The sociological perspective shapes a nation’s vision, which evolves. To maintain an enduring partnership visions must remain aligned and evolve as societal expectations evolve. Failure to do so will fracture the foundations of any partnership.
Importantly, partnerships based on short-term mutual gains, and not built and developed upon a shared long-term vision, all too often fail. History has shown that once a mutual objective is achieved or indeed fails, partnerships built on mutual gains often erode. Look back to WW2, and you will see examples such as Italy-Germany; or the United States-Soviet Union. Both partnerships formed and cooperated for short-term mutual gains but lacked the shared vision to create an enduring partnership. A long-term aligned vision is essential to fostering an enduring partnership; it is the glue that holds it together. But all is for naught if you are not mates.
Mateship is a relationship similar to a friendship, but beyond. An unbreakable bond. This bond is fundamental to an enduring partnership. The origins of the term mateship are traced back to Australian convicts. So, what place does it have on the international stage? Mateship goes beyond friendship in that it embodies equality, loyalty, and respect – traits resident within the United States and Australian culture and identity.
If you are mates, it is implied that you have each other’s back. And we most certainly do. The United States and Australia have fought side by side in every major conflict for over a century. It is one of the longest alliances in modern history. This friendship forged on the battlefields of WWI, was the foundation for an enduring mateship. Colonel Spence of the US 117th Infantry Regiment believed that perceptions of American bravery and potential shaped Australian attitudes; American attitudes were similarly shaped by Australian efficiency and aggression on the battlefield. These sentiments – all too common at the end of WWI – illustrated the mutual respect which underpins mateship.
Furthermore, Lieutenant Kenneth Gow of the US 107th Infantry Regiment was fond of the Aussies and described them as "more like ourselves than any of the other allies". Having served with the United States Army and lived in the United States, I can personally attest that – although from opposite sides of the world – Americans and Australians are very alike. This, too, allows friendships and ultimately mateships to form naturally. The natural mateship exhibited between the United States and Australia will further develop and strengthen over the next hundred years as we become more connected, and it will continue to be a foundation of our enduring partnership.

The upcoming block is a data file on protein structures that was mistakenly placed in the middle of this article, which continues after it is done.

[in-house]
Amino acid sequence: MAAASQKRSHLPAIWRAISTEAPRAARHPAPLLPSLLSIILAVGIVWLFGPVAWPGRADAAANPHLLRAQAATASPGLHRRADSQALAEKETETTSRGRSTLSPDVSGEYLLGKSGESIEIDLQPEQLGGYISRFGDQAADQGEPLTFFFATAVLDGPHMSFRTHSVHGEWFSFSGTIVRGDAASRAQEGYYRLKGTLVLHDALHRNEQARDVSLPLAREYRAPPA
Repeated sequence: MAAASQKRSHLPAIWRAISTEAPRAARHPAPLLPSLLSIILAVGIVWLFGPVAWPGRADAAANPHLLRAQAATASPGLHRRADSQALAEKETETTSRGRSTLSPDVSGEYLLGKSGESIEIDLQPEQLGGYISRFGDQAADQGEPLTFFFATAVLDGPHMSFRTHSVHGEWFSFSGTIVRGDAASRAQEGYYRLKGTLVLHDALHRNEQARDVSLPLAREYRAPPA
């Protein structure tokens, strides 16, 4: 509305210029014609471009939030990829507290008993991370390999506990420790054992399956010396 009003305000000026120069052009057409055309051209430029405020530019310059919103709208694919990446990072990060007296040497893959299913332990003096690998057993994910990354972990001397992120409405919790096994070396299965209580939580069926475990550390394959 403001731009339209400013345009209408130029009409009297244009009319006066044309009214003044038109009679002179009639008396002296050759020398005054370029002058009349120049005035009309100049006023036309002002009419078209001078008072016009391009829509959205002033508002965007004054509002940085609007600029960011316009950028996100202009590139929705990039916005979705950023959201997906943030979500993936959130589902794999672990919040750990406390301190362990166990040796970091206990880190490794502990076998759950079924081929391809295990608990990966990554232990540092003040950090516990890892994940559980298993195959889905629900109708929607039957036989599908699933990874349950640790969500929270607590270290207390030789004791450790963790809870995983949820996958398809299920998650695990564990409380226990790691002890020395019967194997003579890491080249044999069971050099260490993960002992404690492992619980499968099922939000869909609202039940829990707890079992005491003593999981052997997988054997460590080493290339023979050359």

Nations that base their partnership on mutual interests may succeed for a few years, or even a generation. But as the geopolitical world continues to evolve and shape a nation’s interests to contravene their partner’s interests, not even the most nurturing approach will endure if the partnership is void of the foundations discussed.
The partnership between the United States and Australia was forged in some of humanity’s darkest moments, but it has also prospered in peace. Our cultural affinity and shared values align with our vision. The trust between both nations allows for a unique mateship, which strengthens trust. These fundamentals will endure all obstacles as our countries continue to grow together, benefiting immeasurably from our cooperation and belief in a better world.
Founded in the ideal that together we are stronger, more robust, with open minds and hearts, we have learned from each other and leaned on each other. No one can determine what the future holds, but by nurturing these fundamentals, both nations will propel this tremendous and enduring partnership into the 22nd century and beyond.